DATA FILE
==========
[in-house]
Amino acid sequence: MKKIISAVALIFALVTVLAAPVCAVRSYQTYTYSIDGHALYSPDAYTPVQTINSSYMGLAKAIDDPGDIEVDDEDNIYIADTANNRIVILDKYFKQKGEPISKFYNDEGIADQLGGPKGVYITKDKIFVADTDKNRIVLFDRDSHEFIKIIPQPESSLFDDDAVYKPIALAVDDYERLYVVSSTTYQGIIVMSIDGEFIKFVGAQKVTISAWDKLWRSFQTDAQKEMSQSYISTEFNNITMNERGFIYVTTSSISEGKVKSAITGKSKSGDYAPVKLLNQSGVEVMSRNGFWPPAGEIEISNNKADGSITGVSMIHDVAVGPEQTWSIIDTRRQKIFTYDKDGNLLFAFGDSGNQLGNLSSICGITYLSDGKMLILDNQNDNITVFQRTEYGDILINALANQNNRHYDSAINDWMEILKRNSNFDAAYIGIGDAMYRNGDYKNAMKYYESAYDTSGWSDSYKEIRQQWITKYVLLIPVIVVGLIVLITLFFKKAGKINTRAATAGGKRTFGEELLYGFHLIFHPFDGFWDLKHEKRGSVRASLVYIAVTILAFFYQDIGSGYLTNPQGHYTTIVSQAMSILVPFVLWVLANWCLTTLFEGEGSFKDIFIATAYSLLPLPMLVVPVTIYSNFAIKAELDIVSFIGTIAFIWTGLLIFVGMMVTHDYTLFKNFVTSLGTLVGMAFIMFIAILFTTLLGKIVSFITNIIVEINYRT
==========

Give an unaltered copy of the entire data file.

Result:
[in-house]
Amino acid sequence: MKKIISAVALIFALVTVLAAPVCAVRSYQTYTYSIDGHALYSPDAYTPVQTINSSYMGLAKAIDDPGDIEVDDEDNIYIADTANNRIVILDKYFKQKGEPISKFYNDEGIADQLGGPKGVYITKDKIFVADTDKNRIVLFDRDSHEFIKIIPQPESSLFDDDAVYKPIALAVDDYERLYVVSSTTYQGIIVMSIDGEFIKFVGAQKVTISAWDKLWRSFQTDAQKEMSQSYISTEFNNITMNERGFIYVTTSSISEGKVKSAITGKSKSGDYAPVKLLNQSGVEVMSRNGFWPPAGEIEISNNKADGSITGVSMIHDVAVGPEQTWSIIDTRRQKIFTYDKDGNLLFAFGDSGNQLGNLSSICGITYLSDGKMLILDNQNDNITVFQRTEYGDILINALANQNNRHYDSAINDWMEILKRNSNFDAAYIGIGDAMYRNGDYKNAMKYYESAYDTSGWSDSYKEIRQQWITKYVLLIPVIVVGLIVLITLFFKKAGKINTRAATAGGKRTFGEELLYGFHLIFHPFDGFWDLKHEKRGSVRASLVYIAVTILAFFYQDIGSGYLTNPQGHYTTIVSQAMSILVPFVLWVLANWCLTTLFEGEGSFKDIFIATAYSLLPLPMLVVPVTIYSNFAIKAELDIVSFIGTIAFIWTGLLIFVGMMVTHDYTLFKNFVTSLGTLVGMAFIMFIAILFTTLLGKIVSFITNIIVEINYRT